Essays in international finance
Author(s)Mora, Nada, 1976-
Massachusetts Institute of Technology. Dept. of Economics.
Ricardo Caballero and Roberto Rigobon.
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This thesis is a collection of three empirical essays in international finance. The first chapter studies the transmission of monetary policy through the lending channel in a partially dollarized banking system. Taking advantage of the cross-sectional and time-series variation in the individual Mexican bank balance sheets, I find that the deposits and loans of banks with a larger share of foreign deposits are less sensitive to domestic monetary shocks, particularly for small banks. This result is reinforced when foreign monetary shocks and country risk shocks are controlled for. The results also suggest that banks with a larger foreign deposit share are more sensitive to foreign (U.S.) monetary shocks. Finally, these banks are more sensitive to country risk. That is, they are more prone to lose deposits when Brady bond spreads increase, although the size of their loan portfolio is not reduced. The second chapter examines whether bank credit fuels asset prices, using evidence from the Japanese real estate boom during the 1980's. The decline in banks' loans to keiretsu firms is used as the shock to bank real estate credit. The evidence supports using keiretsu loans as an instrument. Financial deregulation allowed large firms to replace bank finance with financing from public markets. The main part determines that those prefectures that experienced a larger loss in their banks' proportion of keiretsu loans experienced a positive increase in real estate lending which fuelled land inflation. An increase of 0.01 in a prefecture's instrumented share of real estate loans for 3 years implies a 28 % higher land inflation rate. The third chapter evaluates the behavior of sovereign credit ratings. This chapter questions the view that credit rating agencies aggravated the Asian crisis by excessively downgrading those countries. I find that ratings are, if anything, sticky rather than excessively procyclical. Assigned ratings exceeded predicted ratings prior to the crisis, mostly matched predicted ratings during the crisis period, and did not increase as much as predictions in the recent period following the crisis. Ratings are also found to react to nonmacroeconomic factors, lagged spreads and default history.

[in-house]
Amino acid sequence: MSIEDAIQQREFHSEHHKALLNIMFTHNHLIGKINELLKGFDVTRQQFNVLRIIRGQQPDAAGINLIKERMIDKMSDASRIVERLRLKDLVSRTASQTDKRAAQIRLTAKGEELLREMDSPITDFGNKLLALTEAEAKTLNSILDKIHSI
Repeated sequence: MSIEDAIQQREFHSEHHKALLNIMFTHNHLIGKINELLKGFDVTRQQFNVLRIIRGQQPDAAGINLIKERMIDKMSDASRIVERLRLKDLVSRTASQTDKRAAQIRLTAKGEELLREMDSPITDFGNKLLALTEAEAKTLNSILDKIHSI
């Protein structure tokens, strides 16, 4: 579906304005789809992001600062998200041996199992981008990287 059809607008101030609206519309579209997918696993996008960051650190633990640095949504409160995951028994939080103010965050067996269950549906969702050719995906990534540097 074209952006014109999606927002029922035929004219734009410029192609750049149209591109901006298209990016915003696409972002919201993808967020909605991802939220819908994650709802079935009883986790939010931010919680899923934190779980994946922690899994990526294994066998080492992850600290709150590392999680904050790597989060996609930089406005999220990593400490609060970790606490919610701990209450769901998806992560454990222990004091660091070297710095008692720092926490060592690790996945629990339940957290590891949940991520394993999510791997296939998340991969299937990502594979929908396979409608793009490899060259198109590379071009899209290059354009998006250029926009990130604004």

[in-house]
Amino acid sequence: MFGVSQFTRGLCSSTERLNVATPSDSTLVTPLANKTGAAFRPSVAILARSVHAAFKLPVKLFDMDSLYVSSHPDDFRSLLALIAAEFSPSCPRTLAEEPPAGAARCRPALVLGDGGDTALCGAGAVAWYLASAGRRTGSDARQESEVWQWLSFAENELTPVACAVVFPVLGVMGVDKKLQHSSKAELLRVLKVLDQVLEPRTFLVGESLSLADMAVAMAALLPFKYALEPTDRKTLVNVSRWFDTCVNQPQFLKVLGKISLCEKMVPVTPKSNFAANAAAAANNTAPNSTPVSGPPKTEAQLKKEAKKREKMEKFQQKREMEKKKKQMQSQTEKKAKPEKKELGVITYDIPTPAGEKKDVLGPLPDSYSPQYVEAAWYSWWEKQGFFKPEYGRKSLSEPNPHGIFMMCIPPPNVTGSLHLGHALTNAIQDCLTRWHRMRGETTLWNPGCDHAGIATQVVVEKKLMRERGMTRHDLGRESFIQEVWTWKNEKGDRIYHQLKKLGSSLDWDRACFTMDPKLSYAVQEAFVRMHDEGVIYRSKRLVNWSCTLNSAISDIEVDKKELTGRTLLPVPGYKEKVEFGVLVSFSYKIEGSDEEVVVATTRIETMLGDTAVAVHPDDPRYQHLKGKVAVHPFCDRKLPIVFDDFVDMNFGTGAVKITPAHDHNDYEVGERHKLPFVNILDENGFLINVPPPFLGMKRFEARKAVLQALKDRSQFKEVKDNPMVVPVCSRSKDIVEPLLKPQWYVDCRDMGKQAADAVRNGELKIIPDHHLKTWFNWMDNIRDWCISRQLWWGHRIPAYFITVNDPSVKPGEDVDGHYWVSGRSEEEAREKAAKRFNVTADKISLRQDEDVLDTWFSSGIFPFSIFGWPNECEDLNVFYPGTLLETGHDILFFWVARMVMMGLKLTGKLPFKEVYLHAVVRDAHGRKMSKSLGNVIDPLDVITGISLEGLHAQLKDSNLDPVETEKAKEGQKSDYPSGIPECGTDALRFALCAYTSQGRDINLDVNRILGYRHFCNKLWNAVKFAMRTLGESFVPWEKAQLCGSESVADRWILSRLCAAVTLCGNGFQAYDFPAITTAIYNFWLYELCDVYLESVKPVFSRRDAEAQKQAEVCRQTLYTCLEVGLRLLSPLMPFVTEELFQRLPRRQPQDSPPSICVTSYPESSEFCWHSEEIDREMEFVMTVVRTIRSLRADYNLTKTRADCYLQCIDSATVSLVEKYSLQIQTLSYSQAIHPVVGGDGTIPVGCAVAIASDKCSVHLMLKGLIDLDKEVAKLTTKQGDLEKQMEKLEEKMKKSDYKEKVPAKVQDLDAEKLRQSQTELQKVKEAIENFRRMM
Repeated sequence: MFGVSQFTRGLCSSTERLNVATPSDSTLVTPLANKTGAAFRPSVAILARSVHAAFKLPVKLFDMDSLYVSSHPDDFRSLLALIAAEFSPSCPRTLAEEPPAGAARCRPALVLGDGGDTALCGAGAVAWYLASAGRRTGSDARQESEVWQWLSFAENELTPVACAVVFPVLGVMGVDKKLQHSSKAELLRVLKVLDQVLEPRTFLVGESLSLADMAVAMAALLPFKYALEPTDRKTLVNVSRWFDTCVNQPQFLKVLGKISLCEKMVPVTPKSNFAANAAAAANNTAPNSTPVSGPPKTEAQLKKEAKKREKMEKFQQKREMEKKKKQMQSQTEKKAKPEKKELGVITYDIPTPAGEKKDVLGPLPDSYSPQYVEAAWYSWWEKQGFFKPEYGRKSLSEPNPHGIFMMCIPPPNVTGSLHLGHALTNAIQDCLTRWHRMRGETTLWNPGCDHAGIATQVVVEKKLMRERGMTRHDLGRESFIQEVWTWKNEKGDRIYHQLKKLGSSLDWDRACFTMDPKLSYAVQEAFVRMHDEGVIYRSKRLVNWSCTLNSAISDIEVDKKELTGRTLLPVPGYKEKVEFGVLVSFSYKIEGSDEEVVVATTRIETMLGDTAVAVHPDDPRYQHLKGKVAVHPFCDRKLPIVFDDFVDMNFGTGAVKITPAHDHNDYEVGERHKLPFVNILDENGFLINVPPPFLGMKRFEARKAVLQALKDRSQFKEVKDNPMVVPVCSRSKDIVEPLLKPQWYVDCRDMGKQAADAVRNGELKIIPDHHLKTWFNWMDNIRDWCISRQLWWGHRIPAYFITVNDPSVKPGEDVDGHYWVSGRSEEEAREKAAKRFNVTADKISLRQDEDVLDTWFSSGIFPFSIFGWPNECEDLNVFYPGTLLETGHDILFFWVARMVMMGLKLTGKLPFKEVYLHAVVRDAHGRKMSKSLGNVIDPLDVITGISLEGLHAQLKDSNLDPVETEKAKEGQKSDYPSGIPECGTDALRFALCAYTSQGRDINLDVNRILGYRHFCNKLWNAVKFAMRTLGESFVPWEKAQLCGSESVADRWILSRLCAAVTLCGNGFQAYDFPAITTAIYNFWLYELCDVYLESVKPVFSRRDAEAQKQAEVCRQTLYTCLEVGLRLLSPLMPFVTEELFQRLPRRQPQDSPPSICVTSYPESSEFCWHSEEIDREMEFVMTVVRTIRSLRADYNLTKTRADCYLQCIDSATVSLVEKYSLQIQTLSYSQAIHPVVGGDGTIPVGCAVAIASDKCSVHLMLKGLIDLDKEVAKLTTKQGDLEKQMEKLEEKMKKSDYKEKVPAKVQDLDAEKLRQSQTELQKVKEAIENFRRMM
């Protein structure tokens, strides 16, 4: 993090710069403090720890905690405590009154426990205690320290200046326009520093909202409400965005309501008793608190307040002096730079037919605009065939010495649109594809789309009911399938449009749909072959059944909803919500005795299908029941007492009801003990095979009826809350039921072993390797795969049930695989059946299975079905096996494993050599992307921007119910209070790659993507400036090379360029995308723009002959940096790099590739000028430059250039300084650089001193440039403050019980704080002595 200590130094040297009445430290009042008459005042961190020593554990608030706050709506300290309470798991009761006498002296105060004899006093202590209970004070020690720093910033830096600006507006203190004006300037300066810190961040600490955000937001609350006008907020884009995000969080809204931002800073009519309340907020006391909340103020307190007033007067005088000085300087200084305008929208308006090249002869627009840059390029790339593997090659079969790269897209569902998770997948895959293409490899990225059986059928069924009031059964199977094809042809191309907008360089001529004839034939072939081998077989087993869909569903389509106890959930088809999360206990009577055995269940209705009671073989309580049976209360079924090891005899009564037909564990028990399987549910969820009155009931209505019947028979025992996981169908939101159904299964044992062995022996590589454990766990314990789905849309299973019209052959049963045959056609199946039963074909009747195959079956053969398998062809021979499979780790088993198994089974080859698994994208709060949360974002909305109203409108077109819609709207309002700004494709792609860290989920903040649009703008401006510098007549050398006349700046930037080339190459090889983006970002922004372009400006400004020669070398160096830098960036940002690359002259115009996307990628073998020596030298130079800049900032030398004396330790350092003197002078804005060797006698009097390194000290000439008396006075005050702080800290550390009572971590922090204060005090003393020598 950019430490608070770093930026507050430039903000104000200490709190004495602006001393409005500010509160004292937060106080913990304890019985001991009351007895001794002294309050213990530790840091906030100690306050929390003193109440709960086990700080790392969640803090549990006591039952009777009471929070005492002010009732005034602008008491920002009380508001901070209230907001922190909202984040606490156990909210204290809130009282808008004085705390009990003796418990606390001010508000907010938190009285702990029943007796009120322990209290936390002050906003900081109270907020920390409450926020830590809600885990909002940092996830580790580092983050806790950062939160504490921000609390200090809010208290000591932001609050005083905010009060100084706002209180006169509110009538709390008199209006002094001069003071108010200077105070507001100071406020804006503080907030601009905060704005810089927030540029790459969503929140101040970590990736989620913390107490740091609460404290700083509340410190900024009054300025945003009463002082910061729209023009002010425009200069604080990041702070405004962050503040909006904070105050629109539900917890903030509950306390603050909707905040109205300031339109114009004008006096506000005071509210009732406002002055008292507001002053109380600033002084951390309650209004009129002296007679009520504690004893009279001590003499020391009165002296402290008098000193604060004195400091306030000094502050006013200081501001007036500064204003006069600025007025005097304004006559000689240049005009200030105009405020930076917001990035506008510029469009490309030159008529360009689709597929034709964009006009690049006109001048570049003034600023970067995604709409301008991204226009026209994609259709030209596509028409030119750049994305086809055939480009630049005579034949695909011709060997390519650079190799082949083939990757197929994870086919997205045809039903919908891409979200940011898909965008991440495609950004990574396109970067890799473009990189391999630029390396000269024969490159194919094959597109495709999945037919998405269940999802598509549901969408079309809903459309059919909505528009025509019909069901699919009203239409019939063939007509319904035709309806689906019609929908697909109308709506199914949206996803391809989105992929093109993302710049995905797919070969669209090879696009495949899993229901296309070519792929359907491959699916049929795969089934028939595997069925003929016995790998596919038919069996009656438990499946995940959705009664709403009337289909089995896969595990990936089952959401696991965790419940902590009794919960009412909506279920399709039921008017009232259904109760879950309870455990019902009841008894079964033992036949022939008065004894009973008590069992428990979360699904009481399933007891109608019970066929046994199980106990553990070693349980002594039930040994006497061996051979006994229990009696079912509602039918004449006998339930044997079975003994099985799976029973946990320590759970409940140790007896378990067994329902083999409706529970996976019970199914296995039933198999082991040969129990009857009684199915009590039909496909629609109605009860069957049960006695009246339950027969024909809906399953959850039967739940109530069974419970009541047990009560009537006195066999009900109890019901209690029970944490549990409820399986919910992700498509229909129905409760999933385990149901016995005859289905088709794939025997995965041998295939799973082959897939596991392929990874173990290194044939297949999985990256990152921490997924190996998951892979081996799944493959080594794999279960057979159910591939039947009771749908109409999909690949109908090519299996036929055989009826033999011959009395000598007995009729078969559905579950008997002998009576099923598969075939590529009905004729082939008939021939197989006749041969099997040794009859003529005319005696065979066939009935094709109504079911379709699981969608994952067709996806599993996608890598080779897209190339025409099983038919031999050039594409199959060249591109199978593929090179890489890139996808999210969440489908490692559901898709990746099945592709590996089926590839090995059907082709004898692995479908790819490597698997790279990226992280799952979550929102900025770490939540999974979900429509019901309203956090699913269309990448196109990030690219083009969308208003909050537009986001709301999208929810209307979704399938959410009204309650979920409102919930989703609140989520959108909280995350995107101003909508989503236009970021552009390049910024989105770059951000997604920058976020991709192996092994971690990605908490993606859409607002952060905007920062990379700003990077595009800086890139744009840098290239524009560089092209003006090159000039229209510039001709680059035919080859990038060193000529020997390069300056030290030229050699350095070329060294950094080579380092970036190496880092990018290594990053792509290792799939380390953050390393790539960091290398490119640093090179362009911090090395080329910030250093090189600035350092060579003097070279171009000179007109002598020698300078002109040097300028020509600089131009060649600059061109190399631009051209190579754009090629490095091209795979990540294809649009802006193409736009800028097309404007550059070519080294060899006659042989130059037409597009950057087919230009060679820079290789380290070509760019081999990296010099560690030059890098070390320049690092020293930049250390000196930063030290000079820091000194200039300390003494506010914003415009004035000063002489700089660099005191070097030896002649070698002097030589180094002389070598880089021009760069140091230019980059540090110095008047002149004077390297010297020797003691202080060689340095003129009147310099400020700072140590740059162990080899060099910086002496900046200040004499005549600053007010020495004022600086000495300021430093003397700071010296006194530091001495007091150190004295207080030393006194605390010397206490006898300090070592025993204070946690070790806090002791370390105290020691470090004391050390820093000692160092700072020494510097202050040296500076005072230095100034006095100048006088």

Thesis (Ph. D.)--Massachusetts Institute of Technology, Dept. of Economics, 2003.Includes bibliographical references.
DepartmentMassachusetts Institute of Technology. Department of Economics
Massachusetts Institute of Technology